A national poll
released Thursday shows that despite media coverage
focused on the nation's polarization, most Americans' views
on gay rights issues are actually somewhere in the
middle. The poll, conducted by the nonpartisan Pew
Research Center, was intended to shed some light on what
the center called "talk of 'culture wars'--and the
high visibility of activist groups on both sides of
the cultural divide."
The poll studied
Americans' views on the most divisive issues of the day:
stem cell research, abortion, and gay rights. And while
voters did lean liberally on the stem cell issue and
hovered around the middle on abortion, the poll found
that 56% of respondents oppose same-sex marriage and
52% oppose adoption rights for gays.
interestingly, almost the same number--54%--said
they are in favor of the idea of civil unions. The
poll also found no consensus among either supporters
or opponents over how far to go to press their positions.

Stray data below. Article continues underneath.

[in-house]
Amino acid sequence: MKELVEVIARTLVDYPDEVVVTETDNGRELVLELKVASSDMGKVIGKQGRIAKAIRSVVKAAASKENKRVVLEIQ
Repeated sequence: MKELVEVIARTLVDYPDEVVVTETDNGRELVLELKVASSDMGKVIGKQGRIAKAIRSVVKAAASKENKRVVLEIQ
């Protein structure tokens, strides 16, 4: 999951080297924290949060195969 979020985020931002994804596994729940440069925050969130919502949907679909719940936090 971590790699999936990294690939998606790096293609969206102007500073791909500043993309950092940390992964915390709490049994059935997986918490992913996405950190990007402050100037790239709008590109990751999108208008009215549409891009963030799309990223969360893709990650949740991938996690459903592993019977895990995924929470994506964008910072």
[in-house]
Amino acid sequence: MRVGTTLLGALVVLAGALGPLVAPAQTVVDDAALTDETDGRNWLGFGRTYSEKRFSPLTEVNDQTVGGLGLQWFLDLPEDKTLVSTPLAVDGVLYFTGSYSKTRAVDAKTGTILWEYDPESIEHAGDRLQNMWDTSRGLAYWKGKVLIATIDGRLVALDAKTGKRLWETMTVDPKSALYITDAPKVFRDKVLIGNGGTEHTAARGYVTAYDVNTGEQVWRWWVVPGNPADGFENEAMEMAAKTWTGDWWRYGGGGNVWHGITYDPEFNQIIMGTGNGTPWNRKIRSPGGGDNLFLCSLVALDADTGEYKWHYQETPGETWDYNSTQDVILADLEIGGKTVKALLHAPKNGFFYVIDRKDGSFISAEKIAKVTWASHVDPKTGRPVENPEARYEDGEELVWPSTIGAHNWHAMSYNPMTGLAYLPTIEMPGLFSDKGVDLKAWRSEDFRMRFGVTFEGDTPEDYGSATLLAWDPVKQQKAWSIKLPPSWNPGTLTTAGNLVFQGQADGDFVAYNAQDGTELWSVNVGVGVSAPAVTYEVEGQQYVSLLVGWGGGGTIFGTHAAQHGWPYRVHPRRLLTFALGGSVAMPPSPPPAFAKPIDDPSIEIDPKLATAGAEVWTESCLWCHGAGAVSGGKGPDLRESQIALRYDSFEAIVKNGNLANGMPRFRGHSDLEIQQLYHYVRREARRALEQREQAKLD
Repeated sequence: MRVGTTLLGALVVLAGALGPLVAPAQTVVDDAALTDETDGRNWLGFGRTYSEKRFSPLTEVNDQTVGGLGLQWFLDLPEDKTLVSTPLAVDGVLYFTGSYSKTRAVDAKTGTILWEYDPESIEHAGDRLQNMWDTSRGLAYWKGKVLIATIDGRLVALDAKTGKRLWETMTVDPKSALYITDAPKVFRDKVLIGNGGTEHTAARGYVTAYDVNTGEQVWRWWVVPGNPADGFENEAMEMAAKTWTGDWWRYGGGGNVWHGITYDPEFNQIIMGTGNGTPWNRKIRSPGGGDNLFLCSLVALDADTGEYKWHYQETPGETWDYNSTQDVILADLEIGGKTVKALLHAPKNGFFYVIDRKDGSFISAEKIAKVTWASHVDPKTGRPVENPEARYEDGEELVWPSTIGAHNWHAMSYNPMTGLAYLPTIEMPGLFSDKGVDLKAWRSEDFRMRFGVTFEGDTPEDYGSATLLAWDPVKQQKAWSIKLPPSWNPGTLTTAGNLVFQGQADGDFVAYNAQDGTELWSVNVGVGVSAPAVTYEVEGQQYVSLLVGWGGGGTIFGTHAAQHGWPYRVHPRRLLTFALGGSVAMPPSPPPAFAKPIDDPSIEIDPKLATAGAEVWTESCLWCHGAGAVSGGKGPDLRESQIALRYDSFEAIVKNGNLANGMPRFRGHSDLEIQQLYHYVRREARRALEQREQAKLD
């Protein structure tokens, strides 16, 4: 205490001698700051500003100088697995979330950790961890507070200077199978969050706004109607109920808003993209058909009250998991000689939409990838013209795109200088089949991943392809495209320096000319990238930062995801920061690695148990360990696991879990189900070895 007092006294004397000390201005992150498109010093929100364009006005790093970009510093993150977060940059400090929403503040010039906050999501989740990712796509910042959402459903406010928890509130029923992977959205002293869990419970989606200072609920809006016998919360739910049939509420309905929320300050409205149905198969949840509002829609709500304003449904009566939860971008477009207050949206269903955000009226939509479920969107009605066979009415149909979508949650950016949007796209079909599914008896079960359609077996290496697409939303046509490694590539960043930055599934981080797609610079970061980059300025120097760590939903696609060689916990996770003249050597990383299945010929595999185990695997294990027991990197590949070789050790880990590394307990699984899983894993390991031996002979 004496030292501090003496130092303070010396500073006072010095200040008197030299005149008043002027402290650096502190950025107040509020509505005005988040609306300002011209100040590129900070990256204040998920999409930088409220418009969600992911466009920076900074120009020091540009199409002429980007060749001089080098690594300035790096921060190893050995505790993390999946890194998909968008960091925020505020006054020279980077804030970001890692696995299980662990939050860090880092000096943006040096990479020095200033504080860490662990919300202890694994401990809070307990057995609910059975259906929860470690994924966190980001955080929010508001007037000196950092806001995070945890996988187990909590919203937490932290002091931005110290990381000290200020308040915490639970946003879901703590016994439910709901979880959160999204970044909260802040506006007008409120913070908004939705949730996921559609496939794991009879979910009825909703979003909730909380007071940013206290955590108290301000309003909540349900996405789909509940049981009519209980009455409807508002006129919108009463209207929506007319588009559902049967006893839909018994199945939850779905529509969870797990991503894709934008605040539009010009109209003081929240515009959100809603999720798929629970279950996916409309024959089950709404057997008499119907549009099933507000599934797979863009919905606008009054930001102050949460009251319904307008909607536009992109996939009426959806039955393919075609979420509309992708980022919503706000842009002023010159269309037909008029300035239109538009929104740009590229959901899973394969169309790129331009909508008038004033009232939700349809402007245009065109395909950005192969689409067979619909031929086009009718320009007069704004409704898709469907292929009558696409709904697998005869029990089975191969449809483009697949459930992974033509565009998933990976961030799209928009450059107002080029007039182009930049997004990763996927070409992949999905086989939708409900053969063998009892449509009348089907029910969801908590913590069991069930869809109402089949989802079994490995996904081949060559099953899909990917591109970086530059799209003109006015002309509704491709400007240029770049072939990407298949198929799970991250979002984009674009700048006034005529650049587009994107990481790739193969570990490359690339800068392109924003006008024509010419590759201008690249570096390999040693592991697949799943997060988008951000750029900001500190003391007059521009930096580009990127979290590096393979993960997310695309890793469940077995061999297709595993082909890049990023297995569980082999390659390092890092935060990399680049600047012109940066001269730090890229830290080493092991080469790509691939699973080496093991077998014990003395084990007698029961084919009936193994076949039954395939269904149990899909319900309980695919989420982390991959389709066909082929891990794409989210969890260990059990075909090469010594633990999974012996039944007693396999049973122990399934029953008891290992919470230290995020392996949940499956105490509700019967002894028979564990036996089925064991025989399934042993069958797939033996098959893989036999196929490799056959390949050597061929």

Just a slight majority of same-sex marriage opponents
actually favor amending the U.S. Constitution to ban
it. Similarly, only 51% of those who favor equal
marriage rights say supporters should "push hard" to make
it legal as soon as possible, with almost 4 in
10 urging caution to avoid animosity.
All of the poll
numbers were relatively consistent with polls taken
recent years--except in the area of the nature of
homosexuality. In 2003, 42% of respondents
said that they felt homosexuality cannot be
changed. Just three years later, that number has climbed a
full seven points to 49%. (Sirius/OutQ News)
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